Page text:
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What is home health care?

Home health care is an excellent, cost-effective alternative to hospital or other institutional care. Care is based on the individual's need as defined by his or her physician's plan of care and may range from daily care to monthly visits from skilled nurses, therapists, social workers and/or home health aides.
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What are the advantages of home health care?

Home health care permits a patient to be discharged earlier from a hospital, reduces hospital admissions, and aids in reducing recovery time. Most importantly, people are happier when
they are receiving quality care and attention from family and friends in the comfort of
their homes.
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Who uses home health care?

People of all ages use home health care-from senior citizens to young children. Per Medicaid/Medicare all patients must have homebound status.
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What types of home care agencies are there?

In Michigan, there are two main types of home health care agencies—Medicaid/Medicare certified agencies and private duty (or non-certified) agencies.


What types of professionals comprise the home health care team?

Who pays for home health care services?

Medicare, Medicaid or other health insurances may cover the cost of home health care services. Some insurance policies will not cover all home health care services unless certain conditions are met. You can still obtain care without insurance coverage through a private duty agency on a private pay basis. Additionally, some agencies may have funding to help people who cannot afford the private pay option. The home health care agency will be able to assist in determining if the services you need are covered or if you need to make other arrangements.
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How does service begin?

A physician, patient or family member can initiate service. However, Medicare, Medicaid and most insurances require physician oversight. Once the physician prescribes home health care, he/she authorizes a coordinated treatment plan, commonly called a "plan of care," and periodically reviews services and the patient's progress. If a physician does not prescribe home health care, but the individual still desires services, a private duty agency can suggest a plan of care to meet a wide variety of needs and budgets. While some insurances may pay for private duty services, typically, they are an out-of-pocket expense.
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How do I choose the right agency for my loved ones needs?

Information regarding home health care services can be obtained from many sources. The Michigan Home Health Association is an excellent reference and can be contacted at (517) 349-8090. Other resources include: hospital discharge departments, your physician, public health departments, telephone directory yellow pages under "home care," "home health care" or "nursing" or through Web site search engines using similar headings.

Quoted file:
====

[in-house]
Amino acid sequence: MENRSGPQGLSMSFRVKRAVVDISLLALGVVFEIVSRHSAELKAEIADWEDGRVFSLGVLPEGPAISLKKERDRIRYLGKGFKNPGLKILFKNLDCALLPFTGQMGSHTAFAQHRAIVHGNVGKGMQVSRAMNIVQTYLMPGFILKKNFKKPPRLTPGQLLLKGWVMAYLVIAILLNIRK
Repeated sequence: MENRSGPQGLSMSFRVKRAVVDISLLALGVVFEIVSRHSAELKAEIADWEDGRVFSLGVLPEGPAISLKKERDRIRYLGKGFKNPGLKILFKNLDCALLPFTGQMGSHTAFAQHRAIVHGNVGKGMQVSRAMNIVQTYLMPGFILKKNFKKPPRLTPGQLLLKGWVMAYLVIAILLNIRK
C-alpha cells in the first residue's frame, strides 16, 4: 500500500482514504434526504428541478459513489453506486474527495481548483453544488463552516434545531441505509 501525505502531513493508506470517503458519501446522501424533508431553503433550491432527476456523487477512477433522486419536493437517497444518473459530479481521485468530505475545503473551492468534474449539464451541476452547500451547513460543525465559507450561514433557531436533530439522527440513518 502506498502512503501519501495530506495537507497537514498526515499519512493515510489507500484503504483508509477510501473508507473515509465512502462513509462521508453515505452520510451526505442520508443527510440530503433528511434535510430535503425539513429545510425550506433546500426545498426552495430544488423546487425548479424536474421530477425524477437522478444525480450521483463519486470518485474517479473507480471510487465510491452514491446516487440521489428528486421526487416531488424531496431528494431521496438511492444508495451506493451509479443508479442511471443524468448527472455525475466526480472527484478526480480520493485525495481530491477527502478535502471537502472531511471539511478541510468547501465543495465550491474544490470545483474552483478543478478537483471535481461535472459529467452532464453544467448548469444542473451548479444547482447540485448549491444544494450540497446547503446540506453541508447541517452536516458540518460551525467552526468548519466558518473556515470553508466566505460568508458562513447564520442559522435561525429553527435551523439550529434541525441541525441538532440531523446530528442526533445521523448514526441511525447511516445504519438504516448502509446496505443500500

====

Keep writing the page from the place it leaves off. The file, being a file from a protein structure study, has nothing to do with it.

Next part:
Other Questions
How long has an agency been serving the community?

CHHC is proud to have been serving the southeast Michigan community for 25 years.
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Does the agency have information explaining its services, fees, and
eligibility requirements?

CHHC has several brochures describing its programs and services. Call 800.905.5295 to receive brochures on our Medicare-certified home health care and hospice services.
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How does the provider select and train its employees?

CHHC's care staff are bonded and insured. Employees' are screened through background checks. In addition, they receive regular company-provided training.
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Are nurses or therapists required to evaluate the patient's home care needs? If so, what does this involve?

A patient's first care visit consists of a thorough assessment of physical, mental, emotional and social needs. From this assessment, an individualized plan of care is developed with input from the family and authorization from the patient's physician.
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Is the patient's course of treatment documented, detailing specific tasks to be accomplished by each professional caregiver?

Yes. A patient's course of treatment and progress is documented at each CHHC home visit.
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Will the provider take time to teach family members about the care given to the patient?

Yes. Education is an important part of CHHC 's patient care plan and family members are an integral part of the care team.
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Does this provider assign supervisors to oversee the quality of care patients are receiving in their homes? (If so, how often do these individuals make visits?

Yes. CHHC case managers regularly supervises each patient's care.
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Who can the patient and his or her family members contact with questions or complaints?

CHHC patients and family members can call (800) 905 5295.
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How does the agency follow up on and resolve problems?

CHHC follows a structured process to follow up and resolve problems---List information from the Policy and Procedure manual.
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